The first thing Nash did when he took over Larra’s inn was to change the name to “Woolpack”….a most original and appropriate title. Woolpack were common in and around Parramatta during those days: it was at Parramatta where Australia’s wool industry began, John Macarthur, the Rev Samuel Marsden and Edward Elliot having contributed to its foundation. Nash struck it luck with that name “Woolpack” for it soon became just as significant as the towns own native name of Parramatta.
….Legend had it that Gov. Macquarie passed by the inn one day and summoned Mr Nash. The Governor asked why the inn-keeper had not extended the building to cater for the increased population, whereupon Mr Nash answered: “But I haven’t any additional land, Your Excellency.” Legend and only a legend informs us that the kind hearted Governor arranged for Mr Nash to acquire the adjoining allotment whereupon he joined on a new wing and built the largest lounge room in the colony on the first floor of both the new and old structures, Legend or no legend, Mr Nash did extend his building the adjoining structures making the largest inn in Australia at that time. And so the real “Woolpack” was born – the rendezvous of wool growers and prosperous men of the interior. It became the finest inn of that generation, the centre for every social activity honeymoons, balls, conventions and banquets.
….A visitor to Parramatta in 1837 records that: Parramatta to all appearances is a very tranquil place, yet a stranger must be stuck with the immense number of those places of riot – public houses- which the town is studded all over” Among the many inns of that time were “Coach and Horses”, “Lame Dog”, “Strong Man”, “British Grenadiers”, “Straggler”, “Hit and Miss”, “Bull’s Head”, “Golden Lion” and “White Horse” and many others. And so with the towns expansion the hotels popped up like mushrooms, but the tallest and most spectacular of them all remained unconcerned and undaunted – the Woolpack.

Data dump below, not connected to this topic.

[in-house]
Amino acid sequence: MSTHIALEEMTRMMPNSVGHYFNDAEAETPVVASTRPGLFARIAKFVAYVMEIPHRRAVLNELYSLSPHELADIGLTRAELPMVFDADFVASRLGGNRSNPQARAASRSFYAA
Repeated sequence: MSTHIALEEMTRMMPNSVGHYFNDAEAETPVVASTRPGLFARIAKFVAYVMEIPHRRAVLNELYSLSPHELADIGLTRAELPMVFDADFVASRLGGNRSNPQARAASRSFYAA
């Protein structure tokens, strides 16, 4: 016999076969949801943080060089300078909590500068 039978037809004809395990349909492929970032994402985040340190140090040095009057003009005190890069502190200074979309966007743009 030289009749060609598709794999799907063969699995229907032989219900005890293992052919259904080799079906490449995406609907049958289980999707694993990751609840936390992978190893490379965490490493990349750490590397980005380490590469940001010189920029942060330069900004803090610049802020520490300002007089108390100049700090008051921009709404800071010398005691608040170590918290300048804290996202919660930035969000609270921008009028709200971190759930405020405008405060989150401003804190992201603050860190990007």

…..The history of the Woolpack went on, new faces came and went, all keen publicans who carried on the great traditions of the picturesque inn. With the coming of the now gay “Nineties” Parramatta underwent many changes. The dreaded recession of those days bought about wide-spread reorganization, even affecting changes in hotels. Many of the old inns had gone forever. Of the giants only the “Woolpack” remained, but a great change was to take place. By 1895 the time had come to farewell the old inn. New plans were at hand. The original building had served it purpose well and it was decided to vacate the old site, see the land to the Crown and move across the street to the present site. But this again is another “Woolpack” story.
A copy of this article can be obtained from the National Library of Australia, Canberra ACT.
Record Id: 7098388 (Australian Library Collections)
Author: Rivett, Collinridge.
Title: The fabulous Woolpack story / by Collinridge Rivett ; illustrations by the author.
Also Titled: Woolpack story
Published: Parramatta, N.S.W. : Parramatta Press, 1956.
Description: 15 p. : ill. ; 24 cm.
Series: Art in Parramatta series
Notes: Running title: Woolpack story.
First published in the Parramatta weekly press, v. 4, no. 59.